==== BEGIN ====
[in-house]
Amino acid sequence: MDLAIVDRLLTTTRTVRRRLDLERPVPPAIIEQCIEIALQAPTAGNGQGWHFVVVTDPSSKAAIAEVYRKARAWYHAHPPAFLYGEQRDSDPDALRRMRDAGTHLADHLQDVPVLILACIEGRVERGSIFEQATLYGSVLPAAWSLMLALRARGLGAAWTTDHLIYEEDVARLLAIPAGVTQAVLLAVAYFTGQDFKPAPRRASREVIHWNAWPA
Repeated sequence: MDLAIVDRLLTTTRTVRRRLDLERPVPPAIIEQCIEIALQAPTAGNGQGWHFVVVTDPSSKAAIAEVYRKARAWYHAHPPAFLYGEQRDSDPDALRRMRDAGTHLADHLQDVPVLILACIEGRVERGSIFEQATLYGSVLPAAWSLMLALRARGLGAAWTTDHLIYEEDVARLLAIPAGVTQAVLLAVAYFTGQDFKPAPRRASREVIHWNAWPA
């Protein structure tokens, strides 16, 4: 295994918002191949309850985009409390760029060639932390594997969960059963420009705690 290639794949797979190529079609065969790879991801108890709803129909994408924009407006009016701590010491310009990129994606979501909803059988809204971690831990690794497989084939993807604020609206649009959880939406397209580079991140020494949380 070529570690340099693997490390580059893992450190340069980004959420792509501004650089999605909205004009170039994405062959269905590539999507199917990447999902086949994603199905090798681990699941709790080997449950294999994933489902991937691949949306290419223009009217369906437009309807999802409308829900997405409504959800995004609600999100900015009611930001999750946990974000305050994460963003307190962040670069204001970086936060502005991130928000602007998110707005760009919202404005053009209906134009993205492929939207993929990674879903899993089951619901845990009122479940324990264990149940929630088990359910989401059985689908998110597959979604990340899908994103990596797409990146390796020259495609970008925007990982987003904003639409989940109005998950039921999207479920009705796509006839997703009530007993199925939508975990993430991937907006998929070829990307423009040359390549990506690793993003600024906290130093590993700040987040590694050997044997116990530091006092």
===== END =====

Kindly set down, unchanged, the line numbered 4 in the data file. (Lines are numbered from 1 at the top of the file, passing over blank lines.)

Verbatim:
């Protein structure tokens, strides 16, 4: 295994918002191949309850985009409390760029060639932390594997969960059963420009705690 290639794949797979190529079609065969790879991801108890709803129909994408924009407006009016701590010491310009990129994606979501909803059988809204971690831990690794497989084939993807604020609206649009959880939406397209580079991140020494949380 070529570690340099693997490390580059893992450190340069980004959420792509501004650089999605909205004009170039994405062959269905590539999507199917990447999902086949994603199905090798681990699941709790080997449950294999994933489902991937691949949306290419223009009217369906437009309807999802409308829900997405409504959800995004609600999100900015009611930001999750946990974000305050994460963003307190962040670069204001970086936060502005991130928000602007998110707005760009919202404005053009209906134009993205492929939207993929990674879903899993089951619901845990009122479940324990264990149940929630088990359910989401059985689908998110597959979604990340899908994103990596797409990146390796020259495609970008925007990982987003904003639409989940109005998950039921999207479920009705796509006839997703009530007993199925939508975990993430991937907006998929070829990307423009040359390549990506690793993003600024906290130093590993700040987040590694050997044997116990530091006092």